Gibson, PR, Cheavens, J, & Warren, ML (1994). Chemical injury chemical sensitivity and life disruption. James Madison University.

Koch, L (2004). Multiple chemical sensitivity and rehabilitation planning implications. Kent State University Center for Disability Studies.

Meggs WJ, Dunn KA, Bloch RM, Goodman PE, Davidoff AL (1996). Prevalence and nature of allergy and chemical sensitivity in the general population. Archives of Environmental Health. 51(4):275-82.

Minnesota multiphasic personality inventory (2006). Wikipedia. St. Petersburg: Wikimedia Foundation Inc. Retrieved January 10, 2007, from:

Staudenmayer, H & Phillips, S (2007). MMPI-2 validity, clinical and content scales, and the Fake Bad Scale for personal injury litigants claiming idiopathic environmental intolerance (IEI). Journal of Psychosomatic Research. 62(1), 61-72.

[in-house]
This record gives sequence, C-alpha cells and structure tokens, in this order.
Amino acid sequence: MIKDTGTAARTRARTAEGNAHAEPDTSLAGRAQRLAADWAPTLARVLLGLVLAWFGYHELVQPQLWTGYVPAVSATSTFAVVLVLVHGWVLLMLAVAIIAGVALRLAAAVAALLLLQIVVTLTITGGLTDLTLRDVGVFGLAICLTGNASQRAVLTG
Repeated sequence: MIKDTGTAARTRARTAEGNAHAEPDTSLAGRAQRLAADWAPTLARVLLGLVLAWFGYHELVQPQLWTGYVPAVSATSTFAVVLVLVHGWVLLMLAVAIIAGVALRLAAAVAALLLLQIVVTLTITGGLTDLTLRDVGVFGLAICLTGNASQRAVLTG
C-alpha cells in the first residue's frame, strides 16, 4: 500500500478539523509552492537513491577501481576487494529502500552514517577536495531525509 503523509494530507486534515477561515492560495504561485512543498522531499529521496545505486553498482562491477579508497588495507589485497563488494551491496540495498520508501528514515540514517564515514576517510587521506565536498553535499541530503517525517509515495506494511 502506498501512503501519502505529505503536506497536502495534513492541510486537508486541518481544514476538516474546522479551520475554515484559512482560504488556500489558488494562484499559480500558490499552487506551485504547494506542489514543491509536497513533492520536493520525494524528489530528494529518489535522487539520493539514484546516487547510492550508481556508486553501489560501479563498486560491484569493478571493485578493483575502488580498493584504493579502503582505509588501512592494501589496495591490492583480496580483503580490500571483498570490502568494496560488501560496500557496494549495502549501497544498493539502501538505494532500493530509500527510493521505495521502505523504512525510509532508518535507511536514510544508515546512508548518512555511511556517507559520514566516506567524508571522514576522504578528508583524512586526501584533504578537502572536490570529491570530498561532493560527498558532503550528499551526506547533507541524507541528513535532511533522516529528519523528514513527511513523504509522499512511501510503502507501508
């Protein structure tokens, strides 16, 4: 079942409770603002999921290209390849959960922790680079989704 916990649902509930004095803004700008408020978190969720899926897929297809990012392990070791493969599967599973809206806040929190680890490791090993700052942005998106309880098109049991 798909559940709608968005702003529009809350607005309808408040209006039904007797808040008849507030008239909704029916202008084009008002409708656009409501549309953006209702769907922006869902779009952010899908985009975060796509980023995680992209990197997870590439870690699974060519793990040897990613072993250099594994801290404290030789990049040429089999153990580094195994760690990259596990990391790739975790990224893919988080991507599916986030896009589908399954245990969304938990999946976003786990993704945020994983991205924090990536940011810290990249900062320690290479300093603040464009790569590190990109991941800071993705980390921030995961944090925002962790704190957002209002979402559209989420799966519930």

Copyrighted © 2007 Lourdes Salvador

Tuesday, April 17, 2007

Environmental Refugees: The New "Homeless"

The environmentally ill are fast becoming the “new homeless”. With the ever increasing amount of toxic substances used in and around homes, many environmentally ill persons find themselves unable to tolerate living in traditional housing. It soon becomes a struggle in which safe housing is desperately sought, but often unavailable. Victims may find they are forced to camp outside or dwell in vehicles.

A few issues of concern include new construction, pesticide spraying by neighbors, plug-in use by attached neighbors, nearby traffic fumes, neighbors laundry fumes, remodeling or new painting, gas heating, gas appliances, new carpets, prior pesticide application, prior plug-in use in the home, proximity to agriculture, proximity to industry, neighbors wood smoke, nearby electric line or transformer, nearby golf courses (heavily sprayed), neighbors who smoke, mold/mildew, nearby airports (jet fumes), prior use of incense, prior use of aromatherapy, and lead, radon, and asbestos levels. Actually these things should be of concern to everyone who is seeking housing, not just the environmentally ill. Many scientific studies have shown the ill effects these common things have on human health.